At our event on April 6, you all asked us a lot of questions on the subject of digital wellness. Here are your questions answered.
Originally published on June 5, 2019
A note from the Founders:
When we hosted an event on April 6th, 2019, Trifecta danced, Suri sang, and you all asked us your personal questions about digital wellness. In order to provide you the clearest answers and information, we enlisted a wonderful wellness writer named Jenessa Stark. We’re so glad she was able to help us and hope to work more with her in the future. If you have more questions about our answers PLEASE reach out from our contact page or email us directly.
Now, your questions answered…
Q: How do you suggest we SignOff and remain accessible for high priority work issues (in customer service)?
A: When it comes to balancing your business with SignOff time, the first thing to ask yourself is what defines a high priority issue. For example, you probably don’t want to sacrifice your personal time to answer a question that’s already on your FAQs page.
This can be a difficult choice to make in the moment when customers are waiting, so it helps to write down and even create a procedure for priority levels. If you’re a solo operation, pre-determining the priority of scenarios helps drop the guilt of not responding right away. If you work with a team, open communication about what a system that respects everyone’s SignOff time can look like.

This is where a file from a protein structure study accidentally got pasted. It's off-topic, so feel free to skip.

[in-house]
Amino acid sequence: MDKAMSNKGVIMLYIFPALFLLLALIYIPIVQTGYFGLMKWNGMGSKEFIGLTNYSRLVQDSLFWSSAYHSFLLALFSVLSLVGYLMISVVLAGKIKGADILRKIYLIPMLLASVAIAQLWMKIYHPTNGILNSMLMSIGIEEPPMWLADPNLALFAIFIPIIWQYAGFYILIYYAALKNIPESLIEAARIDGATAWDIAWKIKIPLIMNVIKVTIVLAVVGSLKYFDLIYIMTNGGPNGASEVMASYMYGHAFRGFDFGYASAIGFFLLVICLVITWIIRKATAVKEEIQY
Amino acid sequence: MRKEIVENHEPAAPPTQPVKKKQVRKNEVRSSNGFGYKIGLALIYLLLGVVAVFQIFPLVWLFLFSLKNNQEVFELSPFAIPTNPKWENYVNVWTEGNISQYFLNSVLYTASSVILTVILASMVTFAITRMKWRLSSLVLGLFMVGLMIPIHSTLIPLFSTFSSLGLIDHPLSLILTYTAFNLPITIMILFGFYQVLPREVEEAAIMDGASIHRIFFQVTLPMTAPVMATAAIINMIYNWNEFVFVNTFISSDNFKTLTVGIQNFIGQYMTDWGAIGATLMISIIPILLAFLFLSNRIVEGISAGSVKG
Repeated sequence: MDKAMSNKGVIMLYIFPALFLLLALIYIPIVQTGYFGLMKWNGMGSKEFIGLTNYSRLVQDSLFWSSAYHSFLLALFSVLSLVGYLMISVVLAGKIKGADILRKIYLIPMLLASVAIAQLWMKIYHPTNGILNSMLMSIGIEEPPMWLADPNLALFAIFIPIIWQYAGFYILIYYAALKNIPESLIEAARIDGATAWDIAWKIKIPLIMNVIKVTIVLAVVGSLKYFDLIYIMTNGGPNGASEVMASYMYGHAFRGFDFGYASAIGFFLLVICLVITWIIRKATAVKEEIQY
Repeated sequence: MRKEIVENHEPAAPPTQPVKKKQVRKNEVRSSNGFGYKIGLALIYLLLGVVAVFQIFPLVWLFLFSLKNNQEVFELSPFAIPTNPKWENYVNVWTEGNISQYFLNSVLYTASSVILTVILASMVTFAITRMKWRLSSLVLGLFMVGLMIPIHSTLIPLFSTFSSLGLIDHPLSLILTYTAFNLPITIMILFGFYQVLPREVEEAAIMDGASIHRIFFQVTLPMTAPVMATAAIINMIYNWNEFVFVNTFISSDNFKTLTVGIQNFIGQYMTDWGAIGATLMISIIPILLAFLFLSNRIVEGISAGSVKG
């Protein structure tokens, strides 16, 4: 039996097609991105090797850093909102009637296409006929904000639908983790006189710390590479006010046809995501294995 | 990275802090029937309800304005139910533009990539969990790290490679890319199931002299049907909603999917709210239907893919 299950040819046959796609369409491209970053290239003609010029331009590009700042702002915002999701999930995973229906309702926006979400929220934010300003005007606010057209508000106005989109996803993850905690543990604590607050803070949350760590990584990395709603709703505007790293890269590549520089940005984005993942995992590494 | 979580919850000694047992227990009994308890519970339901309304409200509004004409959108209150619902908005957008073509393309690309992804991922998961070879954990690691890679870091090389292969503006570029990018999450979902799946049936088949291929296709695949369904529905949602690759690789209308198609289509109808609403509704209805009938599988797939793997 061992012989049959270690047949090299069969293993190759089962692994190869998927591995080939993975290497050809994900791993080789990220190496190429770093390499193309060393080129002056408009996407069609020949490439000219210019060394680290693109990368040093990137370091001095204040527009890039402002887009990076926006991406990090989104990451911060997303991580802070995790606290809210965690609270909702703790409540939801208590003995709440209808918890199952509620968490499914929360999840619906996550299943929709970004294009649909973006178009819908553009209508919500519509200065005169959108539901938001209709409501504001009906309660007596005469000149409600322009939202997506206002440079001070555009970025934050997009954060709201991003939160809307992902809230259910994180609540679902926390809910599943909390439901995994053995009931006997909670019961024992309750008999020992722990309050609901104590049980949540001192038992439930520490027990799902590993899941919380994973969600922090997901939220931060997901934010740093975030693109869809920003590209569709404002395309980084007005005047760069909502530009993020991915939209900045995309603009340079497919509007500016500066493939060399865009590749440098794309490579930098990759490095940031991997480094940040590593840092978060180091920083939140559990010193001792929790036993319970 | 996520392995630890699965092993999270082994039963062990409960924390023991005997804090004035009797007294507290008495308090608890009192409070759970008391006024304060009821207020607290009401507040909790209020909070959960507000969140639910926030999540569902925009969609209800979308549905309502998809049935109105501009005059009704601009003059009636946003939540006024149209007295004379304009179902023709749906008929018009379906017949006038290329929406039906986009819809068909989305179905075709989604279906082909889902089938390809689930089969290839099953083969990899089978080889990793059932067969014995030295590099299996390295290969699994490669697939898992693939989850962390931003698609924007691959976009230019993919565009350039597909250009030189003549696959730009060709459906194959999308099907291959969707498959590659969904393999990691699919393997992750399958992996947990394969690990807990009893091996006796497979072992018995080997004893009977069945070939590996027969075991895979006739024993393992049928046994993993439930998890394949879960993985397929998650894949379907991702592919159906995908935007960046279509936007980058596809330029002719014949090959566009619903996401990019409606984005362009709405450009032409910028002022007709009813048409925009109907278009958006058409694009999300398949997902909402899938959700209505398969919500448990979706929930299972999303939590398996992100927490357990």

It’s also helpful to remind yourself that any business has working hours. Specify clear hours for your customer service duties. Even with expectations to be present online, this doesn’t mean that you have to be responsive 24/7. This might mean listing your business hours on your website or hiring a virtual assistant.
Ultimately, what defines “high priority” is a personal interpretation that everyone should define. Whatever this means for you, create a system to honor this in your business to prevent burnout and encourage a healthy relationship with technology.
Q: How can artists bridge the gap of isolation digital media tends to create?